Aprender a decir “te amo” en otro idioma no siempre es tan simple como traducir una frase y practicar su pronunciación. Tal como sucede con varios aspectos del aprendizaje de idiomas, la cultura juega un papel central a la hora de entender cómo poner en práctica lo que aprendiste. Si además sumamos el complejo tema del amor, ¡tenemos mucho que tener en cuenta!

Show some love: How different cultures say "I love you" (2)

¿Es el amor el idioma universal?

En español hay dos formas principales de declarar nuestro amor. Tenemos “Te amo”, que usa el verbo “amar” y “Te quiero”, que usa el verbo querer. Mientras que “Te quiero” puede usarse más ampliamente, para referirse otros, a amigos y familiares, “Te amo” tiene un significado más intenso, en general ligado al amor romántico, y es por eso que algunas personas podrían reservar esta frase para su pareja o persona especial.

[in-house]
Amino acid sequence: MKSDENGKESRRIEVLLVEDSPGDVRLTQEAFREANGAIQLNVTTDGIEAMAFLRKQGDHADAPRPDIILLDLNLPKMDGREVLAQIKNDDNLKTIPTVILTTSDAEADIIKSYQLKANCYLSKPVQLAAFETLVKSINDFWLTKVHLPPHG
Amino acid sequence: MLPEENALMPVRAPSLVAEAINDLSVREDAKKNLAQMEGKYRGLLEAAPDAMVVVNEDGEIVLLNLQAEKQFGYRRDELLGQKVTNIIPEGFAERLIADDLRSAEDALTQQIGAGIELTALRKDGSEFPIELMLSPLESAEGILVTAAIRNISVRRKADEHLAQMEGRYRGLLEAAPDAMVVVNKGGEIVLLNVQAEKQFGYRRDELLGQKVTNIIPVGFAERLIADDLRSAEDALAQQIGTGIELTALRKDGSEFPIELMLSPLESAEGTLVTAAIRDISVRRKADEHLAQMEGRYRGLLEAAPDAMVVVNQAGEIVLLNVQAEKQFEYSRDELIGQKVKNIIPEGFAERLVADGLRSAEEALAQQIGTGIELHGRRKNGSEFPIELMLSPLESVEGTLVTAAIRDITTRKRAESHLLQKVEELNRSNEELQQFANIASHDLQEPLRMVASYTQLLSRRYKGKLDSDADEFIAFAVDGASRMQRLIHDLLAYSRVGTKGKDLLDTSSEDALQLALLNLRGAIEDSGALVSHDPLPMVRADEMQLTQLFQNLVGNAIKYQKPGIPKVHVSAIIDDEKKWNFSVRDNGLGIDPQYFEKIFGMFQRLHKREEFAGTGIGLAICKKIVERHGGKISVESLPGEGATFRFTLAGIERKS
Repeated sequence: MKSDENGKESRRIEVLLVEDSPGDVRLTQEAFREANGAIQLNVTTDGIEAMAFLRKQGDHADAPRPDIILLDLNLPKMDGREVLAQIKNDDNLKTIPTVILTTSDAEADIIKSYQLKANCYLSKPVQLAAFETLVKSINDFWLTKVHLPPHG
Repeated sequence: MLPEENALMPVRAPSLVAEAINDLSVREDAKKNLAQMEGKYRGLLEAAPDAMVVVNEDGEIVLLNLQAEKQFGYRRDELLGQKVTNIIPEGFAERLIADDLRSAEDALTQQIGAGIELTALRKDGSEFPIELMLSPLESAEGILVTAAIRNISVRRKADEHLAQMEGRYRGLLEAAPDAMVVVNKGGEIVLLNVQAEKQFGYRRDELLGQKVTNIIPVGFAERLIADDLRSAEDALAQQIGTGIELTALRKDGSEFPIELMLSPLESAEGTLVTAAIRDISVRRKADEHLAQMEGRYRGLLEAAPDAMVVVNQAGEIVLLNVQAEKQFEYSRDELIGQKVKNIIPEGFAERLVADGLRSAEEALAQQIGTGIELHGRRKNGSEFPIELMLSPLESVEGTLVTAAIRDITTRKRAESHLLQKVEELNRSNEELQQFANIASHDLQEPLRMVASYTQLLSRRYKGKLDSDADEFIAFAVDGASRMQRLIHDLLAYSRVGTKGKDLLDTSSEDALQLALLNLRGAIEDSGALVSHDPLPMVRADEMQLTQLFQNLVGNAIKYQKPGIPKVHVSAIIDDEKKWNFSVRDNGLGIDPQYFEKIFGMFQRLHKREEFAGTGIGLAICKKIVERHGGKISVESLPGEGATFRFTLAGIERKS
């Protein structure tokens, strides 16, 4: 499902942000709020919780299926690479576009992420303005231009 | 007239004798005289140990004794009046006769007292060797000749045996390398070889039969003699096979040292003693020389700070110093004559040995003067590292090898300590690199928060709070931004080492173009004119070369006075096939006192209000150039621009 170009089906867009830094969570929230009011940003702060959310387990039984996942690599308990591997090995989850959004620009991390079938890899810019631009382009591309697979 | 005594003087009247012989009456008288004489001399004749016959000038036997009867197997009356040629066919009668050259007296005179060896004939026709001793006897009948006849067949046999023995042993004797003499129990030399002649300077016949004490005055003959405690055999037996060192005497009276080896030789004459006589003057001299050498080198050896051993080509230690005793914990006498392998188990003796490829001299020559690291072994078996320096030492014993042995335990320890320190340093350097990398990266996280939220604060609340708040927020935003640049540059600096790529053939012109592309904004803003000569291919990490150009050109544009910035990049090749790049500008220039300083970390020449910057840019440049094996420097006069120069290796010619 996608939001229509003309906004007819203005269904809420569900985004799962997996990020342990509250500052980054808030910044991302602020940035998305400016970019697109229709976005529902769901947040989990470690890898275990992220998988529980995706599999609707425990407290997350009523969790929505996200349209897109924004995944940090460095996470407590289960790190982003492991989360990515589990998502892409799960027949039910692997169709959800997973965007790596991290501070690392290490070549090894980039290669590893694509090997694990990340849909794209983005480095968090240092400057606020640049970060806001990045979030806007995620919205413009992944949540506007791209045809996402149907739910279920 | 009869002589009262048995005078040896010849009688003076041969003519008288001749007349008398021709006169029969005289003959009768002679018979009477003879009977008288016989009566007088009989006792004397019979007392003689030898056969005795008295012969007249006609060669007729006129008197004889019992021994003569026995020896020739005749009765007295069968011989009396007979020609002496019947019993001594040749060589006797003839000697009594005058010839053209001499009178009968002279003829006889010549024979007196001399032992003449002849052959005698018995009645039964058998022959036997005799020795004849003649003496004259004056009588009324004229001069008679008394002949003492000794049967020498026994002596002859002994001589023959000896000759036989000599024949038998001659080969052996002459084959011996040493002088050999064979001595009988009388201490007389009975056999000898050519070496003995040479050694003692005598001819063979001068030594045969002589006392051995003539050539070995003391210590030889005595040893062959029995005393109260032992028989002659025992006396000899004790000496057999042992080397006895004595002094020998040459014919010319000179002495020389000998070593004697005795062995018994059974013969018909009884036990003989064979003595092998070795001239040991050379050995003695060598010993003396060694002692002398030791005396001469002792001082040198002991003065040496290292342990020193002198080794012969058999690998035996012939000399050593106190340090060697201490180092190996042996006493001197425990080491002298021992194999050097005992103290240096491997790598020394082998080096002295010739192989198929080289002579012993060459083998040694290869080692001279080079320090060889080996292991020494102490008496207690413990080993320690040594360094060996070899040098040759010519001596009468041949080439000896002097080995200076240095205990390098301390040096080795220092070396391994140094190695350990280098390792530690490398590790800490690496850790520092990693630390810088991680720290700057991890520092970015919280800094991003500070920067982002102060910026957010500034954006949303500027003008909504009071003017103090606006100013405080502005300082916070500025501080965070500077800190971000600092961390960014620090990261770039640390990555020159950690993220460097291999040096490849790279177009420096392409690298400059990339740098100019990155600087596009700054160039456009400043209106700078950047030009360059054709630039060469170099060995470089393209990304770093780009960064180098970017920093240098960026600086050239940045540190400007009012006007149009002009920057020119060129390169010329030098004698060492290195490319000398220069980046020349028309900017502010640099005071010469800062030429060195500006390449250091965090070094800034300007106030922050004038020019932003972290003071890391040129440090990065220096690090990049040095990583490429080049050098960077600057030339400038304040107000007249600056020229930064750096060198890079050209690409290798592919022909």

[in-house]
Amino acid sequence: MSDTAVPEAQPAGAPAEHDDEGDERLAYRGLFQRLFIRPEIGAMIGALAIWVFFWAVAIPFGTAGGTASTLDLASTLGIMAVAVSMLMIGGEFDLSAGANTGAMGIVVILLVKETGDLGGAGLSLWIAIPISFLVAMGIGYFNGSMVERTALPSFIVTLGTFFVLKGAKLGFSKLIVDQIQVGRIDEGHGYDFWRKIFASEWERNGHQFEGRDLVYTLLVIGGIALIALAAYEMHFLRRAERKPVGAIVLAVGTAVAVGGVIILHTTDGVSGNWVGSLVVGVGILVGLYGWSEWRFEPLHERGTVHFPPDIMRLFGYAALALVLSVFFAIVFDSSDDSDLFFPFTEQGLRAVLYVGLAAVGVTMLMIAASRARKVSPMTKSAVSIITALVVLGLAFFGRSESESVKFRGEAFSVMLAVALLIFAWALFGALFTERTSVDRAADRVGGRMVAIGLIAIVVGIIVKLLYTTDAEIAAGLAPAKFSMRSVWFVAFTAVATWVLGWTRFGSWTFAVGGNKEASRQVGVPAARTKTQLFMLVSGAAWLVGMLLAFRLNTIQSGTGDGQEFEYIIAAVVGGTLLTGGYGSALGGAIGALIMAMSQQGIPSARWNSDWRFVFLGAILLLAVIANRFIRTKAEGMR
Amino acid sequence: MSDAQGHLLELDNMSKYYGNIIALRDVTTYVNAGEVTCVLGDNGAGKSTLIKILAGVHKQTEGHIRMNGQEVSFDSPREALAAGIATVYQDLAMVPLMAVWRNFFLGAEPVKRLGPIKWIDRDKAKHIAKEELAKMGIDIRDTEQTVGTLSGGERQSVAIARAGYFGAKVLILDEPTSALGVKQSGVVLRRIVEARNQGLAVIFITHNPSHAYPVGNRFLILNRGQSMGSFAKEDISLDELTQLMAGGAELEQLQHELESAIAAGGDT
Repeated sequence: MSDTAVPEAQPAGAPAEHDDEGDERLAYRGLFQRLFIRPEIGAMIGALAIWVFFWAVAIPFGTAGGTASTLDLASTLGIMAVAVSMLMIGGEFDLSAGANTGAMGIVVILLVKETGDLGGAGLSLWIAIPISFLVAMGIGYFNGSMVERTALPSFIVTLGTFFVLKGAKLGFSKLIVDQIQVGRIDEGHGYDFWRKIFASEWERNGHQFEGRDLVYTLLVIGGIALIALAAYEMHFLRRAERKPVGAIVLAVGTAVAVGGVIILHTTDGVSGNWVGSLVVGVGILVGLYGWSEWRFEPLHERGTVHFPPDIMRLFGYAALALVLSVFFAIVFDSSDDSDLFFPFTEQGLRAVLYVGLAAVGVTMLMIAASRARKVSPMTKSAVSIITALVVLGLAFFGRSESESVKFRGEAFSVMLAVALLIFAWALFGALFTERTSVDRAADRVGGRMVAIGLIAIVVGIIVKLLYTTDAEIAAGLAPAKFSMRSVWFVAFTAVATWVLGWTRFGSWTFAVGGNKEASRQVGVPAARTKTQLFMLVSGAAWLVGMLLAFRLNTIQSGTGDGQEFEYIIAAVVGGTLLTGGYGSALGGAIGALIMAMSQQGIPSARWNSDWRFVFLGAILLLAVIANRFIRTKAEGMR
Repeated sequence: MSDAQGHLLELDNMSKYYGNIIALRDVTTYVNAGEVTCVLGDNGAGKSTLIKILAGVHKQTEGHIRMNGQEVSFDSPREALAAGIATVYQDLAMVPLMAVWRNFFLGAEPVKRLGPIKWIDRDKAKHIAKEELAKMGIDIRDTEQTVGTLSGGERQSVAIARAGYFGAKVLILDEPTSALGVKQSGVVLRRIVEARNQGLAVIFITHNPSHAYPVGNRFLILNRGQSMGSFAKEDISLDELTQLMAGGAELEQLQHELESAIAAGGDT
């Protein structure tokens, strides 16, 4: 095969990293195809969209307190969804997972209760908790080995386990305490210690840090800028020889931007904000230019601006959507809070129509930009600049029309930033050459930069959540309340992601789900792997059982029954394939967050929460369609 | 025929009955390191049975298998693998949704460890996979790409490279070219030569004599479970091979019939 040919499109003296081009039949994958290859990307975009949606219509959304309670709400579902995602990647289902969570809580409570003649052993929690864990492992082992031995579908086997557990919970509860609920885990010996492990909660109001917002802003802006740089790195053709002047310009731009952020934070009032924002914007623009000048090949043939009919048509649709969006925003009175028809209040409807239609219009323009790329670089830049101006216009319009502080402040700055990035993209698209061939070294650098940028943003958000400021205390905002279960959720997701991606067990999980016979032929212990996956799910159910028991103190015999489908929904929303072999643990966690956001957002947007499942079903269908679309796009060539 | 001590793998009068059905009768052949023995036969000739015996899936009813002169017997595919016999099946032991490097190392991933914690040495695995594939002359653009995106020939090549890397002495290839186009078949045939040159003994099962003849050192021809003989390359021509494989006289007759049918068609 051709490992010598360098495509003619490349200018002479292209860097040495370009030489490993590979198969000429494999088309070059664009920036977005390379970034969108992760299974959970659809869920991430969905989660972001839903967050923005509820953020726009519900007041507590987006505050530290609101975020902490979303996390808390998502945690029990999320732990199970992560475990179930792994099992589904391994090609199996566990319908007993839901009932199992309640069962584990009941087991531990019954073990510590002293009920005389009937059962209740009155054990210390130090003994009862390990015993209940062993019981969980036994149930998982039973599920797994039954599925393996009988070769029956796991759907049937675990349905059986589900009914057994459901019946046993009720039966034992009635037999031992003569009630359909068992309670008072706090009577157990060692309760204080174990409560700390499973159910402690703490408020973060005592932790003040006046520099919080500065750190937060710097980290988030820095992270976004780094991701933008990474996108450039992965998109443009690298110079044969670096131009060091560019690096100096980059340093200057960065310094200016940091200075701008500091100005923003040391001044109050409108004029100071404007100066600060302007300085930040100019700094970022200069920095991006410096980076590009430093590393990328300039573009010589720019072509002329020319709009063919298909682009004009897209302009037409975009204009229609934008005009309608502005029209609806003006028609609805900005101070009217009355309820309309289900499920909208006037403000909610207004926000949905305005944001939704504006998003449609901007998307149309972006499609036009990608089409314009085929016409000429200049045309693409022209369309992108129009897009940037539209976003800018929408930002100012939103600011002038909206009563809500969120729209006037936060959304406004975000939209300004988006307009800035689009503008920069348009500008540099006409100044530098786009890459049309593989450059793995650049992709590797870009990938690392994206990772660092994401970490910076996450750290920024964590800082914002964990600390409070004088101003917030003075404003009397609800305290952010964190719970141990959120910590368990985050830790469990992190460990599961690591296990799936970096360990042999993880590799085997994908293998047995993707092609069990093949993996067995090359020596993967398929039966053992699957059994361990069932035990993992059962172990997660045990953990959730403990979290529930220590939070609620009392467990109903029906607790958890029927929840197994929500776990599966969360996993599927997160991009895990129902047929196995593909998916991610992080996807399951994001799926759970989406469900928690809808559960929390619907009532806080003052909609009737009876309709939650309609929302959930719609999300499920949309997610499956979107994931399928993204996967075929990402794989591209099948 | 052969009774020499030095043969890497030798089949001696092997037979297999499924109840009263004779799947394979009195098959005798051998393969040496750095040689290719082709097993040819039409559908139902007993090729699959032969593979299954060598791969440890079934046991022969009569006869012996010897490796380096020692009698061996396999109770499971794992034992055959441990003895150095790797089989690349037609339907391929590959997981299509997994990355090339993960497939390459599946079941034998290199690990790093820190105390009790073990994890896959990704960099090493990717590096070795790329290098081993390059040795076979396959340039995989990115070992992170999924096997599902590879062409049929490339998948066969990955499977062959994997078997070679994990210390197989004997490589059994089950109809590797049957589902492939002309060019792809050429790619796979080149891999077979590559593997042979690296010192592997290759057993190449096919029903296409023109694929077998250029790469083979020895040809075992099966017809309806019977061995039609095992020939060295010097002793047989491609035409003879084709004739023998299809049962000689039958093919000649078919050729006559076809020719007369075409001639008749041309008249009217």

Tal como sucede en los idiomas, lo que funciona en español no necesariamente se traduce bien en otras culturas. En inglés se usa el verbo love (amar) para expresar el cariño para prácticamente todo. Puedes decir que “amas” tus nuevas botas de la misma forma que dirías “amo a mi mamá”. A pesar de que el idioma que se usa es el mismo, los hablantes de inglés pueden darse cuenta de que el amor que siento por mi nuevo calzado probablemente palidece en comparación con el amor que siento por la mujer que me crió. Quizás el inglés solo tenga el verbo “love”, pero también puede expresar diferentes grados de intensidad al jugar con la gramática (“I’m loving my new boots”, es decir, “Amo mis botas nuevas”) o al acortar la frase (“Love ya!”, “¡Te amo!”). Tal como sucede con los idiomas, lo que funciona en inglés no necesariamente se traduce bien en otras culturas. Si vas a enviar un mensaje de San Valentín este año, en lugar de decir TQM ("Te quiero mucho"), ¿qué tal si escribes ILYSM ("I love you so much")?